“Mens bona, fama, fides,” haec clare et ut audiat hospes;
illa sibi introrsum et sub lingua murmurat: “o si
ebulliat patruus, praeclarum funus!” et “o si
sub rastro crepet argenti mihi seria dextro
Hercule! pupillumve utinam, quem proximus heres
impello, expungam! nam et est scabiosus et acri
bile tumet. Nerio iam tertia conditur uxor.”
haec sancte ut poscas, Tiberino in gurgite mergis
mane caput bis terque et noctem flumine purgas.
heus age, responde (minimum est quod scire laboro)
de Iove quid sentis?
(Persius, Sat. 2.8-17)

“Good sense, reputation, credit” – that’s what he says out loud, even for strangers to hear, but this is what he mutters to himself under his tongue: “Oh, if only uncle would pop off, I’d give him a splendid funeral!” and “If only Hercules would favour me and make a pot of silver chink beneath my hoe!”* Or “I wish I could wipe out my ward – I’m right behind him, the next to inherit. After all, he suffers from eczema and is swollen with jaundice. Nerius is already burying his third wife.” To make these requests piously, you plunge your head twice and three times in the morning in Tiber’s flow and clean away the night’s thoughts in river water. Hey then, tell me (it’s a tiny thing I strive to know), what is your view of God?”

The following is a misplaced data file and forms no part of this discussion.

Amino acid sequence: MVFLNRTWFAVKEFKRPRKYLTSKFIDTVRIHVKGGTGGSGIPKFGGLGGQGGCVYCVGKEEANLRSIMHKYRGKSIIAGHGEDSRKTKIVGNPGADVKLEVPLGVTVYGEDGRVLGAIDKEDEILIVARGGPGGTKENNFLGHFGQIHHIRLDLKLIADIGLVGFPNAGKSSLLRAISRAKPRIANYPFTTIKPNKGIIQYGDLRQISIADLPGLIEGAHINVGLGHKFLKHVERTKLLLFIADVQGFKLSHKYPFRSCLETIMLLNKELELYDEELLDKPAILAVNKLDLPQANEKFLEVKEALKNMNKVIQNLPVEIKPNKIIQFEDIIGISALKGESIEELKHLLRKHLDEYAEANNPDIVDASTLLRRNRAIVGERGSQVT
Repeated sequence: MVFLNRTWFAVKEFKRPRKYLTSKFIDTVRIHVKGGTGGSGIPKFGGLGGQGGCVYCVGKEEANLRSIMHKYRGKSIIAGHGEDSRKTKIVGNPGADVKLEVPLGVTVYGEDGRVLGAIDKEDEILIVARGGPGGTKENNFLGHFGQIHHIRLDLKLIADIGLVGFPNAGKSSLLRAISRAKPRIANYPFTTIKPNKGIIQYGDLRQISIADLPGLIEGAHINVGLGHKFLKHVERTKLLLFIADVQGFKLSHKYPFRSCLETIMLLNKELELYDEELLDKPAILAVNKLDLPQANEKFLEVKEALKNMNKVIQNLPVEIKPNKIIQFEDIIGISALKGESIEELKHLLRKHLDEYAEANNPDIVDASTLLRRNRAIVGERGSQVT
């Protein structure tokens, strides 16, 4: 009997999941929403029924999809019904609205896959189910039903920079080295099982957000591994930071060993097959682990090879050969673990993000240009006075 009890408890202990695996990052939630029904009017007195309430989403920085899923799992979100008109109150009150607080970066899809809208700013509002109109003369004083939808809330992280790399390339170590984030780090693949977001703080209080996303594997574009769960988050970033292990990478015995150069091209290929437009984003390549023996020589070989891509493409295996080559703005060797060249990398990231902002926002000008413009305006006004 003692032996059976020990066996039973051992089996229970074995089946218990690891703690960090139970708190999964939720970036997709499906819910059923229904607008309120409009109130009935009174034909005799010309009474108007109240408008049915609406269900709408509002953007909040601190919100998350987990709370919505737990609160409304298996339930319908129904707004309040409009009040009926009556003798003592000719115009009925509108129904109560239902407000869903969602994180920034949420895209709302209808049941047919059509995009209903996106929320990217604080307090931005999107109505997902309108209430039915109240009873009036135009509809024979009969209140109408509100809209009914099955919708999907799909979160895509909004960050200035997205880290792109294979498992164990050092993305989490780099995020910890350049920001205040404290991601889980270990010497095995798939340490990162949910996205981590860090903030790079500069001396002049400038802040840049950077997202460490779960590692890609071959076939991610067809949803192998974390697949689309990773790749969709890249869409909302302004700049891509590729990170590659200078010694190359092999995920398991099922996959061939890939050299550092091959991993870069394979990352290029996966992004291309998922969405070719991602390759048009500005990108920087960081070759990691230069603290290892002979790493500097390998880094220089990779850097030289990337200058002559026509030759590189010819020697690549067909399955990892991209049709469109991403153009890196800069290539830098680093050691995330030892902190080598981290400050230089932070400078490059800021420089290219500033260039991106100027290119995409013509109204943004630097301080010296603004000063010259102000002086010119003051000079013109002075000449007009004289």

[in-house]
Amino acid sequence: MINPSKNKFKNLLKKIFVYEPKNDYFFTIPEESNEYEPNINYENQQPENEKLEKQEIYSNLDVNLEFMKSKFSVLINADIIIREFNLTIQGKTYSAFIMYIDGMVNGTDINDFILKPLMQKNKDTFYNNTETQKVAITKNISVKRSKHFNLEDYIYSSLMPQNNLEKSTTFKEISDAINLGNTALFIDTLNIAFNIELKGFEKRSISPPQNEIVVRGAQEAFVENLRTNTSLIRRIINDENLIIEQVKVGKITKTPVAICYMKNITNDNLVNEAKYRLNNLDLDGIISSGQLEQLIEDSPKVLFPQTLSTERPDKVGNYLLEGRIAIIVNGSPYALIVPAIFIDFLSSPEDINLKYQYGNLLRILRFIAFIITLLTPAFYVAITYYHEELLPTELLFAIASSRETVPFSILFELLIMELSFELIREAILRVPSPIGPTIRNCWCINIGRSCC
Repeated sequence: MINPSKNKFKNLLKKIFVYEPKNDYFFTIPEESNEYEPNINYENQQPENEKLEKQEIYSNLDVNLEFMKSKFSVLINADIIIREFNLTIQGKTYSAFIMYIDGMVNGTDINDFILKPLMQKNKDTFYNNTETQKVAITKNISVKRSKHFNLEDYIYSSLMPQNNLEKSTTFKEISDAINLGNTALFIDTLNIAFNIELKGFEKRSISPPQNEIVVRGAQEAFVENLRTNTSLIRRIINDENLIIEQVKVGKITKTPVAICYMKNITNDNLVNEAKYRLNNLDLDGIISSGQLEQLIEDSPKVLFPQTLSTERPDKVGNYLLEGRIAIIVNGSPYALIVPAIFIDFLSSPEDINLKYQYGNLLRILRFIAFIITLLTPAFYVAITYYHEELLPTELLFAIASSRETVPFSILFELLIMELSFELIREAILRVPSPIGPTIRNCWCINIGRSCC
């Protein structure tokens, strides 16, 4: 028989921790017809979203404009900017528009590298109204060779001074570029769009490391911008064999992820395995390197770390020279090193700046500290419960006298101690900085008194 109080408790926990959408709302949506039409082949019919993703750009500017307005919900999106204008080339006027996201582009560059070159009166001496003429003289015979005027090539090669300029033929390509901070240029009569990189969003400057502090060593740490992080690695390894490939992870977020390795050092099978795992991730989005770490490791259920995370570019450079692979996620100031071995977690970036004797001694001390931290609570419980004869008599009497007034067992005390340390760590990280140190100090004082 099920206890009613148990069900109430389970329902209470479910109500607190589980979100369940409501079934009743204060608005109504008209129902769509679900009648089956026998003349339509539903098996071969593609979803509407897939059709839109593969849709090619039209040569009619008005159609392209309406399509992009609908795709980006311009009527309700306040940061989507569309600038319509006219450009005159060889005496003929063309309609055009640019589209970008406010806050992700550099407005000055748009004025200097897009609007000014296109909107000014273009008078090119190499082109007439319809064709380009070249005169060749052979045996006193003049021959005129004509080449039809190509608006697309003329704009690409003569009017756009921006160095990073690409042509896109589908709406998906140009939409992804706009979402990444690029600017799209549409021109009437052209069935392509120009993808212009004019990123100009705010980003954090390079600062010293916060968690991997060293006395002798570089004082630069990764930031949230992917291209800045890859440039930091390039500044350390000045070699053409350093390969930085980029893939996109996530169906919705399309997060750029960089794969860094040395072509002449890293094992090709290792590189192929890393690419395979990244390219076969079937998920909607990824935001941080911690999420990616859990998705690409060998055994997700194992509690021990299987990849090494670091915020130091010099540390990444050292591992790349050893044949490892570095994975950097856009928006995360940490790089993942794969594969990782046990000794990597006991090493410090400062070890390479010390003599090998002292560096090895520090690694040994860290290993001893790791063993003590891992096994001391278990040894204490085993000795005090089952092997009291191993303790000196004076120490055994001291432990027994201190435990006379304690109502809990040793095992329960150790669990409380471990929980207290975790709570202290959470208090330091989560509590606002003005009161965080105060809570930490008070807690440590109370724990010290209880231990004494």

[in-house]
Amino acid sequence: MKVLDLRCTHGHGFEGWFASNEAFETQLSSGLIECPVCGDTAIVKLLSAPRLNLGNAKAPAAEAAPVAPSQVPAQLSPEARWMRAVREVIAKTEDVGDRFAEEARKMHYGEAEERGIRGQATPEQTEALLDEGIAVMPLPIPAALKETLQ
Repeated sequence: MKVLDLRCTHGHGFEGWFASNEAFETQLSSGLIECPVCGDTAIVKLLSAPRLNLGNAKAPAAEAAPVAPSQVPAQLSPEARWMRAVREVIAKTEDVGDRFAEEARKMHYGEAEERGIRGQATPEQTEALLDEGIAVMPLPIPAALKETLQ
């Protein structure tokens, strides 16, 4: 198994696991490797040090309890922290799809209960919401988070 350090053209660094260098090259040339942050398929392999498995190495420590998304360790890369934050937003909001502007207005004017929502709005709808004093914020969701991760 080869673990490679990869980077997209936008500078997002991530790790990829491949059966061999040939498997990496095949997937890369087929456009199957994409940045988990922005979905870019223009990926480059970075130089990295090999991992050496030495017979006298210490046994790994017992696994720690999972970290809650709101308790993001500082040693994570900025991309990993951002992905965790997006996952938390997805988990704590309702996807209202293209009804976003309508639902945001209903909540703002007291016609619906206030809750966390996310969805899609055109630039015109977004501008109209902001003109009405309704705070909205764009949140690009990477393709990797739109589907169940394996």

* Hercules was the god associated with hidden treasure.

(tr. Susanna Morton Braund, with her note)

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